Michelangelo's other 'Pietà'

For 500 years, the works of Italian Renaissance artist Michelangelo have drawn visitors to far-off locales such as Florence and Rome, hoping to get a glimpse of such masterpieces as his “David” and the Sistine Chapel ceiling.  

But if a news report worthy of its own episode of the PBS program “Antiques Roadshow” is accurate, a man living near Niagara Falls, N.Y., had just needed to look behind his couch to see one of the genius’ creations — an oil painting on wood depicting the Virgin Mary holding Jesus’ body after the crucifixion. 

Apparently the painting had been given to a relative in the 19th century, and Martin Kober and his family eventually inherited the piece, affectionately calling it “The Mike.”  

It hung on the wall until it was hit by a tennis ball some time in the mid-1970s. That’s when family wrapped up the painting and put it behind their couch for safekeeping.  

Seven years ago, Kober, who is a retired Air Force colonel, started doing some research on the painting, and contacted Italian art historian Antonio Forcellino in the process. 

Forcellino just has published a book in Italy about the painting, “La Pietà Perduta” (“The Lost Pieta”), which claims the painting is authentic. (According to The New York Post, the book will be released in the United States next year.) 

“The evidence of unfinished portions demonstrate that this painting never, never, never could be a copy of another painting,” he wrote. 

If verified, the painting would be worth a bundle — as much as $300 million, according to some reports. But for those who admire Michelangelo’s other masterpieces on religious themes, including the “Pietà” sculpture in St. Peter’s Basilica and the “Doni Tondo” depicting the Holy Family in loving embrace in Florence’s Uffizi Gallery, the opportunity to admire another of his renderings of Mary’s maternal love for her son is priceless.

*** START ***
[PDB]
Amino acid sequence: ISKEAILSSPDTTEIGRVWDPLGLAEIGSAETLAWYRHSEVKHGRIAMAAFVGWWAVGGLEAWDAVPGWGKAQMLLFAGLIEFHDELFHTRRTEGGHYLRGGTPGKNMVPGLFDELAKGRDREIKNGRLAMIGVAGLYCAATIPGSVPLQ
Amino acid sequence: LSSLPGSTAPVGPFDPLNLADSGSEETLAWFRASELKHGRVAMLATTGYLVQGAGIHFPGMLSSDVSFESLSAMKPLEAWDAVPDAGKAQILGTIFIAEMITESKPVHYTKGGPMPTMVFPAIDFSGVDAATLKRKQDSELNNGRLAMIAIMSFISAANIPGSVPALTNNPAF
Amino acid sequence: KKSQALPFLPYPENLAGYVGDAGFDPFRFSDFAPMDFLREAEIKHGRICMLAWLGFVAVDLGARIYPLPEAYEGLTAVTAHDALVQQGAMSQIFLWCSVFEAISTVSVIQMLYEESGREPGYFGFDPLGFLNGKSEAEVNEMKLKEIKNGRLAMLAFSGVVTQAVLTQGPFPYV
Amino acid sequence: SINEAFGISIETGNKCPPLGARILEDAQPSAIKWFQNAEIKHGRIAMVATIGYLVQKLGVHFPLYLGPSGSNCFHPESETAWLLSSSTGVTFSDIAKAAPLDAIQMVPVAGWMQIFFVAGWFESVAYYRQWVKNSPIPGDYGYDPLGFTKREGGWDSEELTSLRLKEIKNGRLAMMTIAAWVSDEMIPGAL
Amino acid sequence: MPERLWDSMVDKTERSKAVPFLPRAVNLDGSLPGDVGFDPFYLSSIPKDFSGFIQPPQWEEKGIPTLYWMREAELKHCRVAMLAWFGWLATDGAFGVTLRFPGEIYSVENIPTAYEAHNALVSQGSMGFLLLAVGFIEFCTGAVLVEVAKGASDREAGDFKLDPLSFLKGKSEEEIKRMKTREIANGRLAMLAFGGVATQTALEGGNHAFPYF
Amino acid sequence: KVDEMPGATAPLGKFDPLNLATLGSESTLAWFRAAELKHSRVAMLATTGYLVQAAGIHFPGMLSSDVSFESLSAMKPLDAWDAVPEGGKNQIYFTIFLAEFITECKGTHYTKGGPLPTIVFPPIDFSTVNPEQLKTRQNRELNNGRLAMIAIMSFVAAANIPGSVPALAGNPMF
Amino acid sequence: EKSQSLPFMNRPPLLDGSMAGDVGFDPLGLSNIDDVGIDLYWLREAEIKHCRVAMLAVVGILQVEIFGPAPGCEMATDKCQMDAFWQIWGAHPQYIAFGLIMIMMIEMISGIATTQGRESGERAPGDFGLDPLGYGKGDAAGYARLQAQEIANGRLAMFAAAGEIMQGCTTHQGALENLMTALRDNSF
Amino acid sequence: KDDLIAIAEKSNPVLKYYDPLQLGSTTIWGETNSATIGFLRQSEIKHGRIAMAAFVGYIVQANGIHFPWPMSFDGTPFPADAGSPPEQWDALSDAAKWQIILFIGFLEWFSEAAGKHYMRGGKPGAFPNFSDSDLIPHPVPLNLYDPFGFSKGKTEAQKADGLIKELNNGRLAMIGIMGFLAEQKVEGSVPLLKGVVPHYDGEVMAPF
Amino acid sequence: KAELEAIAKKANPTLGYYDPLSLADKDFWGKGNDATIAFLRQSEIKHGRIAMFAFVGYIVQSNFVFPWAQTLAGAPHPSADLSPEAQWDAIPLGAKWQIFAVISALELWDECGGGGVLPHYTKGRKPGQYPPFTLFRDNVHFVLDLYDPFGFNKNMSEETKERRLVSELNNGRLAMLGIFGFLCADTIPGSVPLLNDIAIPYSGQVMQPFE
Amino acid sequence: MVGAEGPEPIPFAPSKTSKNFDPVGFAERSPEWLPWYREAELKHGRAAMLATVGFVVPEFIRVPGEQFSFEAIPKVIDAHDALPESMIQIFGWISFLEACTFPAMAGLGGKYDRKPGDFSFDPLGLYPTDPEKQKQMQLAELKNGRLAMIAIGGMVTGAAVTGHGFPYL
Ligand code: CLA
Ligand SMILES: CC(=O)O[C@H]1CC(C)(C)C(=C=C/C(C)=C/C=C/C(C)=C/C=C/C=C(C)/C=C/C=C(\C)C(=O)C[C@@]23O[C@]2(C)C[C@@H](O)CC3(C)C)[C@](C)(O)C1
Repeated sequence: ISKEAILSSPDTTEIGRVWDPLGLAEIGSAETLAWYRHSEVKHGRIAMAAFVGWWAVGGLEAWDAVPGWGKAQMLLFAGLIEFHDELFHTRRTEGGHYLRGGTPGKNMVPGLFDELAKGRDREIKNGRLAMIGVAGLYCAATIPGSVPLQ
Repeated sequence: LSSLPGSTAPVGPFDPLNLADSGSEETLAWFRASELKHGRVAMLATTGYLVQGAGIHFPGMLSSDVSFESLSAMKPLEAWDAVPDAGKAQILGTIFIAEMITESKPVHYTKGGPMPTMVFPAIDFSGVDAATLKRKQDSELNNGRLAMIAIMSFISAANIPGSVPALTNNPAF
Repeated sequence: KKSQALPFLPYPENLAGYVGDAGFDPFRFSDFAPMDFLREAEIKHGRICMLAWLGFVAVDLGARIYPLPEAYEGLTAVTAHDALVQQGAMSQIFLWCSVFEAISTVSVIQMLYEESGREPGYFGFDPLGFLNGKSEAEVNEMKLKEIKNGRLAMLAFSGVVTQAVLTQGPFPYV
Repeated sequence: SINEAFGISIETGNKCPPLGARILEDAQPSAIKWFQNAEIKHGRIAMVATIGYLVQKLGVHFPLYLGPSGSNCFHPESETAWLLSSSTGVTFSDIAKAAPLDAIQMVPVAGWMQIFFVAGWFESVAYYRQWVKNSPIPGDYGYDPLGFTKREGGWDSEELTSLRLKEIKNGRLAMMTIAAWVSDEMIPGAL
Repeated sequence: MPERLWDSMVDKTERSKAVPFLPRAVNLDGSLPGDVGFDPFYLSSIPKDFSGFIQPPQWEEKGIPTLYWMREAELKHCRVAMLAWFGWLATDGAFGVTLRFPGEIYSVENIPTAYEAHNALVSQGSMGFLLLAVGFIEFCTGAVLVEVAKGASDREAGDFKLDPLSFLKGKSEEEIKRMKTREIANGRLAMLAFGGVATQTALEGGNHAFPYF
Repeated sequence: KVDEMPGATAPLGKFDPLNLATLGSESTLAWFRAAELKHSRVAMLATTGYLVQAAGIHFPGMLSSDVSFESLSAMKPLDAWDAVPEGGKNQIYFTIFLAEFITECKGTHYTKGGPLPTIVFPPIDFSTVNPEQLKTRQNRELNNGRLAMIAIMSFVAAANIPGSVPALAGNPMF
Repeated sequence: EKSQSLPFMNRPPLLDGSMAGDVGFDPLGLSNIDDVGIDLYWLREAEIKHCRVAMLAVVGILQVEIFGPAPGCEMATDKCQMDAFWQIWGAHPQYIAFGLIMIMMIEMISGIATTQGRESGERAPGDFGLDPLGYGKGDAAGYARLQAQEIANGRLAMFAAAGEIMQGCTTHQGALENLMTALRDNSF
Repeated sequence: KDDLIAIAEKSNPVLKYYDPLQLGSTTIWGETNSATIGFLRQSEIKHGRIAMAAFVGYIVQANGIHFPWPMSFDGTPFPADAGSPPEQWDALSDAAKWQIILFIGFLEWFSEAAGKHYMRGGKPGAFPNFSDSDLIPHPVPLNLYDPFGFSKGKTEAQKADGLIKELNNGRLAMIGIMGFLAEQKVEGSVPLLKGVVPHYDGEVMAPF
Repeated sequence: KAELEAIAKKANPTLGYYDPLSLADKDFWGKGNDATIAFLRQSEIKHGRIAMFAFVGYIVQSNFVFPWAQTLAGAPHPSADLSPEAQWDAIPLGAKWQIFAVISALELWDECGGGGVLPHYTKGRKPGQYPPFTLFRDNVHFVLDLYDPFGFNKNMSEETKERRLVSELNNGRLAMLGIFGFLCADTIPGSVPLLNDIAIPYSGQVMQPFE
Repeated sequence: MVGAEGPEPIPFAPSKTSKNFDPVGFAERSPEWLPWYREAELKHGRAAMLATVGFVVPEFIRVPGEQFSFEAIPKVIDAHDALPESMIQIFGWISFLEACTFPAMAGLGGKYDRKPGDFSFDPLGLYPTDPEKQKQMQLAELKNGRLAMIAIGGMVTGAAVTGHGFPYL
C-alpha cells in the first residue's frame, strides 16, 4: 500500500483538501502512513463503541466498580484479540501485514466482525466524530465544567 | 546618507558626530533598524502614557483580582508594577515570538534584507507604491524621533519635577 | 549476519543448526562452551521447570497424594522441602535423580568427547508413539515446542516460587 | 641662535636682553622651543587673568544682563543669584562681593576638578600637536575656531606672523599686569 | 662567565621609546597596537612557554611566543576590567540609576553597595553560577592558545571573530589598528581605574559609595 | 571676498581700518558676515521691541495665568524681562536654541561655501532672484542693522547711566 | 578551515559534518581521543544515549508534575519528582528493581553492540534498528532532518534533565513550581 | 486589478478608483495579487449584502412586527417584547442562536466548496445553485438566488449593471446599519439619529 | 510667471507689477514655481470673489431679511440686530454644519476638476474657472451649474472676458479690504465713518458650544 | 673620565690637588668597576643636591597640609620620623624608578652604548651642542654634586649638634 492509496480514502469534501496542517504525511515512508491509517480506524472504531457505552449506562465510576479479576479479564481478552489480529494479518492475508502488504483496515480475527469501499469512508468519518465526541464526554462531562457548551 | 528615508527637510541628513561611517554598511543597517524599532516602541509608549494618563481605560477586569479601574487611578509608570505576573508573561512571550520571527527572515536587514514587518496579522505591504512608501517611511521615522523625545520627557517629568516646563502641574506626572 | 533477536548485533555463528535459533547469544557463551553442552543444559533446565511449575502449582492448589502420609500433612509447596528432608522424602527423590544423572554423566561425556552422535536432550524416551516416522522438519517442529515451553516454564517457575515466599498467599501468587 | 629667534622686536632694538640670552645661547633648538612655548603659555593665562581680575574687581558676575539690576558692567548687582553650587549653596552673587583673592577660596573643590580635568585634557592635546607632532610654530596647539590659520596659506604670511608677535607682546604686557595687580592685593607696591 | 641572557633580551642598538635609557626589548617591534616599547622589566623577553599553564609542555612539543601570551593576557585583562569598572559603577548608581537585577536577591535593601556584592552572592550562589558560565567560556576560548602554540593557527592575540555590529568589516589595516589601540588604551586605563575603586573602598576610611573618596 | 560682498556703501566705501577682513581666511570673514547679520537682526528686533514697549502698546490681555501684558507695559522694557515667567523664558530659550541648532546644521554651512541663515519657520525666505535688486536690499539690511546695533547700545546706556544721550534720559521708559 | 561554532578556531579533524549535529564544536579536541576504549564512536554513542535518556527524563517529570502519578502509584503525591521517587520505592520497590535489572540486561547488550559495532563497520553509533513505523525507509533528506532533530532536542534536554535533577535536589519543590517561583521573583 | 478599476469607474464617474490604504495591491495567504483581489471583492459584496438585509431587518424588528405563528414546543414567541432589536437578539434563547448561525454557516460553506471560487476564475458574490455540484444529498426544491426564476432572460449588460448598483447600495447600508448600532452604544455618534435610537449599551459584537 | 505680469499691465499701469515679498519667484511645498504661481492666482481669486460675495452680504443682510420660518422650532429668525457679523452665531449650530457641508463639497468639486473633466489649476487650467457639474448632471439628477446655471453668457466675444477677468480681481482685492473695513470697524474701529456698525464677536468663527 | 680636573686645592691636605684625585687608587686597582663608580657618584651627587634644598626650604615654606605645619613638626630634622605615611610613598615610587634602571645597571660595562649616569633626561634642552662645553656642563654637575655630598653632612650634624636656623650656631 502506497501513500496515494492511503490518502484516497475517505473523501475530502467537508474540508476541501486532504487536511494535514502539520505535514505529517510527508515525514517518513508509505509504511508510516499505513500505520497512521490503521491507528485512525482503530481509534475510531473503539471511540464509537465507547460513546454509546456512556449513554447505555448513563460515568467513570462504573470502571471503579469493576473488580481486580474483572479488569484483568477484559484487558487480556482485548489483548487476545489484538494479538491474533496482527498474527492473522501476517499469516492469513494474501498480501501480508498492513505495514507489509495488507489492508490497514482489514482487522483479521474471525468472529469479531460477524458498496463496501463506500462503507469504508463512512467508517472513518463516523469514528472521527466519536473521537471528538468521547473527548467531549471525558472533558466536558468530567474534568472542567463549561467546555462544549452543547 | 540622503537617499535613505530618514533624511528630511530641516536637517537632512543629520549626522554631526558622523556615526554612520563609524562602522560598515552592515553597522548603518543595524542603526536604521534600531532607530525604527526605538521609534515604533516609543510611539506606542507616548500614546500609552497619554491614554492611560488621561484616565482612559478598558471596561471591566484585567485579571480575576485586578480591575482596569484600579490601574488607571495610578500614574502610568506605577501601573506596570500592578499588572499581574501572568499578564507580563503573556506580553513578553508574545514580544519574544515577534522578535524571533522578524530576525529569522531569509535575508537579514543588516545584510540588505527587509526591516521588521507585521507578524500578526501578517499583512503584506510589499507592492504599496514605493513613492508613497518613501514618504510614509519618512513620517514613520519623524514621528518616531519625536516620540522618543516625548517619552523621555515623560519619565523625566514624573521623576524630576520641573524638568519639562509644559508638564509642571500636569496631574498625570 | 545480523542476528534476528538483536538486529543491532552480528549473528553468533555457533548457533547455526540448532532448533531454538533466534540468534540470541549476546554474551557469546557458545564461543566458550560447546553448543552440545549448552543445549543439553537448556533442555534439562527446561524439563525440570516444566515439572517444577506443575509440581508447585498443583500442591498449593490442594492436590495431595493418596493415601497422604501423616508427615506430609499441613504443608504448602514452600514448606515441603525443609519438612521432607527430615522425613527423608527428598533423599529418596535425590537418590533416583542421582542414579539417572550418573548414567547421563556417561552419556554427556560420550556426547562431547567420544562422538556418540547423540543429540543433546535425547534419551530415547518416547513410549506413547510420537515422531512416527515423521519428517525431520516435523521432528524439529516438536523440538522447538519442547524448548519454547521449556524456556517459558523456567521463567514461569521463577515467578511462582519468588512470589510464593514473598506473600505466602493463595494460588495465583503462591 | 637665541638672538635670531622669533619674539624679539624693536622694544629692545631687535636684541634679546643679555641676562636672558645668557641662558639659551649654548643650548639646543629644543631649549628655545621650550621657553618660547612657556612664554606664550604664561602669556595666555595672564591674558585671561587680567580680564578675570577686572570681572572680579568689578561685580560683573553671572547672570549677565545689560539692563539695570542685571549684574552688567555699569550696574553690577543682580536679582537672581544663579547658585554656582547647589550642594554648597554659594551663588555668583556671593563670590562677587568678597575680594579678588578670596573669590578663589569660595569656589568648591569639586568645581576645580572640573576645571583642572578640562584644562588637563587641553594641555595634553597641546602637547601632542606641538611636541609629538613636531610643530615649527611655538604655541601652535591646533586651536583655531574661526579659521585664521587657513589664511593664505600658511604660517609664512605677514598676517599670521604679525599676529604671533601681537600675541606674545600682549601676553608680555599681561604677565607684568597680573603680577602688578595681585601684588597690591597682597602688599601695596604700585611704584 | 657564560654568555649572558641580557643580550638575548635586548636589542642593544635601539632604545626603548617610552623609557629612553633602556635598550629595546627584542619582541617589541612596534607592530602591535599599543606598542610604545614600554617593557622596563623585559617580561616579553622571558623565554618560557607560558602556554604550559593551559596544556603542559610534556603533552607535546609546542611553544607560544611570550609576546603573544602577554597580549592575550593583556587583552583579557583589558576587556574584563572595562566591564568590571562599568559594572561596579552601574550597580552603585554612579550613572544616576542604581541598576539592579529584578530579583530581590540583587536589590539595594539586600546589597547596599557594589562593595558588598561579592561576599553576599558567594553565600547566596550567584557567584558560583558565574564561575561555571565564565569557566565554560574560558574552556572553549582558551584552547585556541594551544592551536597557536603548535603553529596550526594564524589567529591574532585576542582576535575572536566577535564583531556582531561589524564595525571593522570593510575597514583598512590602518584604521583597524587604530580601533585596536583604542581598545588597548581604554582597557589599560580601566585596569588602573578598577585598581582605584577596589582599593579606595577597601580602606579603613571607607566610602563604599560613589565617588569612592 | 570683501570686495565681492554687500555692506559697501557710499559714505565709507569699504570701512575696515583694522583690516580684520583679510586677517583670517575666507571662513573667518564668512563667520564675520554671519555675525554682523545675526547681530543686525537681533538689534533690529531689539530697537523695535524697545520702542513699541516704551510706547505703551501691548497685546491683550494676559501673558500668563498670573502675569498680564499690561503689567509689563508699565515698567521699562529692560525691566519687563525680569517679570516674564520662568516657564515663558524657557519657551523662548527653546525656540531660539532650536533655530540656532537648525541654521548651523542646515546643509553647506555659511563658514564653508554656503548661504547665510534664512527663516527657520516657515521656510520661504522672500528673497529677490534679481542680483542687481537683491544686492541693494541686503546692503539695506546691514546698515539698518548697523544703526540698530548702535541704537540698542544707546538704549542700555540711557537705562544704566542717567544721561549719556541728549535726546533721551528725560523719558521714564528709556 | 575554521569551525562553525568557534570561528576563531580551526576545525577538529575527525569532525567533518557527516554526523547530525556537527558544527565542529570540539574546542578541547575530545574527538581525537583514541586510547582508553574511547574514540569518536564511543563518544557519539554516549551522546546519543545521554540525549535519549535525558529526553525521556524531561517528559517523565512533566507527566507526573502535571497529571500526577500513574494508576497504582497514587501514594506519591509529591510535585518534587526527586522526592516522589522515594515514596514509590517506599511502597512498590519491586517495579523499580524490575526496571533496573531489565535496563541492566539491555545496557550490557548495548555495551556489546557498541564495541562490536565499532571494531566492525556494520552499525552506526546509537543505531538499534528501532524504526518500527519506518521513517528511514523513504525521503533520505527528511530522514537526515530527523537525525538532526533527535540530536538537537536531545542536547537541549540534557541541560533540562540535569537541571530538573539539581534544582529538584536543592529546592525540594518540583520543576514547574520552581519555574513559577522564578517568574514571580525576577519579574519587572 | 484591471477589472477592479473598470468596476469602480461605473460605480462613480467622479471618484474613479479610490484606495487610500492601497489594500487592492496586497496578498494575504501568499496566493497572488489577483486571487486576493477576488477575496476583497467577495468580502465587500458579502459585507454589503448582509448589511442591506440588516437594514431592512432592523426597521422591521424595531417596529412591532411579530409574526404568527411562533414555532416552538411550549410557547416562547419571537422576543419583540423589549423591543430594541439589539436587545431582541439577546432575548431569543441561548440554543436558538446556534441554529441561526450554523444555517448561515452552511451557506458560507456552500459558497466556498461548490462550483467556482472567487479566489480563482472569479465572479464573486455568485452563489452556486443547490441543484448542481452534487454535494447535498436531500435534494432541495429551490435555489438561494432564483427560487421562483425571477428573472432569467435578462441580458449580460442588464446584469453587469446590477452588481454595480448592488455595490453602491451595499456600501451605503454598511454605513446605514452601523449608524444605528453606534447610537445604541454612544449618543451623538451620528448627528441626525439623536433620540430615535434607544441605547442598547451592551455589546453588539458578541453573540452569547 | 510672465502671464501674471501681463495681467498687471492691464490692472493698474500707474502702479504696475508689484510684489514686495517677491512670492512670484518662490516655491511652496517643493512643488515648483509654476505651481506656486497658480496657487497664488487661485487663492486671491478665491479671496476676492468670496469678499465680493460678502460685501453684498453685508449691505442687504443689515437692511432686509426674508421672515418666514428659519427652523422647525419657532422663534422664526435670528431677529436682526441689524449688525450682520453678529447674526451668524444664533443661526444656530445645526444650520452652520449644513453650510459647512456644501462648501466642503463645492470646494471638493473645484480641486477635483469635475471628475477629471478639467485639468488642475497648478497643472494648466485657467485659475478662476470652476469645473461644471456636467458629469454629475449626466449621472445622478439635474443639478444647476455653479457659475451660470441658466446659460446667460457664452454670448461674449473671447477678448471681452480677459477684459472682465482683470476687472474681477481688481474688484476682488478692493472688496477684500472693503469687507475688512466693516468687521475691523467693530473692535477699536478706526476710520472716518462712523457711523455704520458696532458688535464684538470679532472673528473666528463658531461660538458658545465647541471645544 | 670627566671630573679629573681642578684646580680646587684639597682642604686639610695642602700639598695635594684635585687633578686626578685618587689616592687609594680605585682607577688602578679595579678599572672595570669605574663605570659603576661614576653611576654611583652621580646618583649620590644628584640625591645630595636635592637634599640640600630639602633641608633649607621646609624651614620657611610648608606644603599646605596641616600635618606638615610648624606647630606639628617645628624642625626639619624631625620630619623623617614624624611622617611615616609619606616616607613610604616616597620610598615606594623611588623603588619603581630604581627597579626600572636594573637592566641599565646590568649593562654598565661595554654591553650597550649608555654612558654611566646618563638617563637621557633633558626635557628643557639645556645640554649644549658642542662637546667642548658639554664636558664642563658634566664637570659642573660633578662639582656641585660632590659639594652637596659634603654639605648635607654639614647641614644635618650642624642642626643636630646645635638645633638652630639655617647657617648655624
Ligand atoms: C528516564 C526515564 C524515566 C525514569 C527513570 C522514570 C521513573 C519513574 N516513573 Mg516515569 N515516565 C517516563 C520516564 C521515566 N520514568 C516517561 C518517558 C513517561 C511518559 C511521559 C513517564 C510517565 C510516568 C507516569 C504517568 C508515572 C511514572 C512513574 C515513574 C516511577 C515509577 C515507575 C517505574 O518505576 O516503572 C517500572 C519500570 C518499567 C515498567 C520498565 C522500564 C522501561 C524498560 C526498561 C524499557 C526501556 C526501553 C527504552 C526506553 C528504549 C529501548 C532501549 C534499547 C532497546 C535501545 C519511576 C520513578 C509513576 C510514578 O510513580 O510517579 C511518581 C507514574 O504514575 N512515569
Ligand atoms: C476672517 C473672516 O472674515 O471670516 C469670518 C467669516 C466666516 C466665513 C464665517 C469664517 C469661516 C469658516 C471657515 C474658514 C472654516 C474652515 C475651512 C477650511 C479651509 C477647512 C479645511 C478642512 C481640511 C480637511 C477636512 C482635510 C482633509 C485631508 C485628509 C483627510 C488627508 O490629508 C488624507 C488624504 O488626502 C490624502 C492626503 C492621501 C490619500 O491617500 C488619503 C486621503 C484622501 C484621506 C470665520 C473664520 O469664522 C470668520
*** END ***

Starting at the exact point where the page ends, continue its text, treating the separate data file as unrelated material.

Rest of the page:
A return of the papa tiara?

Images of a new papal coat-of-arms, which debuted at Pope Benedict XVI’s Angelus address Oct. 10, caught people’s attention thanks to one change in particular — the replacement of the bishop’s mitre with a papal tiara. 

The tiara, which fell out of use during the pontificate of Pope Paul VI, symbolizes the threefold rule of the pontiff — his universal episcopate, his supremacy of jurisdiction and his temporal influence, according to the Catholic Encyclopedia. 

As Rome Reports pointed out Oct. 12, the tiara has been present in all papal crests of the past century. Which version of the coat-of-arms the pope uses will depend on the type of ceremony.

British cat gets papal audience

It turns out that Pope Benedict XVI won over not only Brits of the two-legged kind during last month’s papal journey to the United Kingdom. 

According to news reports, Pushkin, a black cat who lives at the Birmingham Oratory with his owner, insisted on having an audience during the pope’s visit to the oratory. 

“As soon as the pope arrived the most terrible howling could be heard,” Father Anton Guziel, Pushkin’s owner, told the Daily Telegraph of London. “There was an awesome presence there, and Pushkin wanted to acquaint himself with it.” 

Pushkin, who also is an acquaintance of Princess Michael of Kent is now getting fan mail. Of course, he is not the first cat to be made famous by an association with Pope Benedict, who is known to have a fondness for felines. Chico, a ginger tabby who lives next door to the pontiff’s residence in Germany, was immortalized in the 2007 children’s book “Joseph and Chico: A Cat Recounts the Life of Pope Benedict XVI.”